NATO diplomat says Turkey too important to lose
Despite mounting tensions, including Turkey’s recent military actions in northern Syria and purchase of Russian-made S-400 missile defence systems, NATO has resolved to maintain support for Turkey, Reuters wrote on Friday.
Spain’s Defence Minister Margarita Robles offered a six-month extension of the Patriot missiles for Turkey during a NATO defence ministers meeting on Thursday, after having threatened to withdraw them in protest at Turkey’s offensive into Syrian territory.
This move was part of a change in tone that signals NATO’s determination to keep Turkey close, Reuters quoted NATO diplomats as saying.
The Turkish offensive was launched on Oct. 9 and continued for nine days before stopping when Turkey struck a deal with Russia, where the latter would conduct joint border patrols with it and facilitate the removal of U.S.-allied Kurdish forces, considered by Turkey to be a threat to its national security, from a 30 km strip along the Turkish border.
Twenty eight EU member states, including several NATO members, had resolved to stop arms exports to Turkey because of the operation.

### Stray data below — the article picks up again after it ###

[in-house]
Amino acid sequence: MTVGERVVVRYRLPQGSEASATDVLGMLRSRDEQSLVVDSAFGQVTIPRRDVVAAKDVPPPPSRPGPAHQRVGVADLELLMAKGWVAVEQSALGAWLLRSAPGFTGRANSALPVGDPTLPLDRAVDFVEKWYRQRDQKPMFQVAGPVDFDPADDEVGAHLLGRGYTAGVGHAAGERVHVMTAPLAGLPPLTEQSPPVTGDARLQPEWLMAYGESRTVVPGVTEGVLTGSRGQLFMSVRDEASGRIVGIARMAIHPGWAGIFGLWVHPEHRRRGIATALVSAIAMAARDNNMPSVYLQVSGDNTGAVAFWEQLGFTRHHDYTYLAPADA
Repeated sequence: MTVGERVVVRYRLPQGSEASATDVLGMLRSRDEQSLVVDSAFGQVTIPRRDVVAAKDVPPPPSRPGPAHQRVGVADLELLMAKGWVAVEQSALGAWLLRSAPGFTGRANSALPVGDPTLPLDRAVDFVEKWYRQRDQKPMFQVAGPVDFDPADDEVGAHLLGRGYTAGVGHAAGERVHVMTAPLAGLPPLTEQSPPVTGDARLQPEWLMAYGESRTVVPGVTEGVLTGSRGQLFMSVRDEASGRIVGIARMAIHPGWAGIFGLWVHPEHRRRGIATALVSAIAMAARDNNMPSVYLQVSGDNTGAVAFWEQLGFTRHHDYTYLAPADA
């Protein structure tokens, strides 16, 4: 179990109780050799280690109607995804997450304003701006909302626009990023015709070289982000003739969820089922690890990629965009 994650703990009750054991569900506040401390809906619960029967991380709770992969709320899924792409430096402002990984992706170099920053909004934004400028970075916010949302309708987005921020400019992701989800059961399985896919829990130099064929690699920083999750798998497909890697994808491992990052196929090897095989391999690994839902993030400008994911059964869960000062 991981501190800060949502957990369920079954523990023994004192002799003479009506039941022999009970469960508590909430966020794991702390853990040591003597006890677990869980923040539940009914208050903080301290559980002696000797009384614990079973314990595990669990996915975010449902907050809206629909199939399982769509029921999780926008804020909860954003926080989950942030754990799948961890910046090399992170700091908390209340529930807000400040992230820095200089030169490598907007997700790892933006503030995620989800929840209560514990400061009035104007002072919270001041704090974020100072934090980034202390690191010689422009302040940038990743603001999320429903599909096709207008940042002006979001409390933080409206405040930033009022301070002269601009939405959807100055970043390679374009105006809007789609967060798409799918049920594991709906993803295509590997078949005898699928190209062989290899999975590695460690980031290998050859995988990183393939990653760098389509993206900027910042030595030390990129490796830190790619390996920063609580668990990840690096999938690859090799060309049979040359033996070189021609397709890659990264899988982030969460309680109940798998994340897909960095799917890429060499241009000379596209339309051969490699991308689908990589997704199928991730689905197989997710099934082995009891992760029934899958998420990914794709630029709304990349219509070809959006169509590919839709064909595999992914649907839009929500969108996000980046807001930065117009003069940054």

Reuters quoted U.S. Secretary of Defence Mark Esper on Thursday as saying that Turkey’s operation was unwarranted.
Turkish President Recep Tayyip Erdoğan, expressing a desire for Turkey to have its own nuclear weapons, and the recent issues with the U.S. nuclear weapons in Turkey’s İncirlik base have further added to the tensions.
The country is still important to NATO, however, with its strategic location between Asia and Europe with access to the Black Sea and the Mediterranean, its large military and contributions to fending off attacks against Europe. The alliance also wishes to present an image of unity before the upcoming 70th anniversary of its founding on Dec. 4, Reuters cited a NATO diplomat as saying.
NATO doesn’t have a mechanism to expel an allied member, Reuters said, and is confident to a degree that Russia won’t be able to match its offer of collective security for Turkey.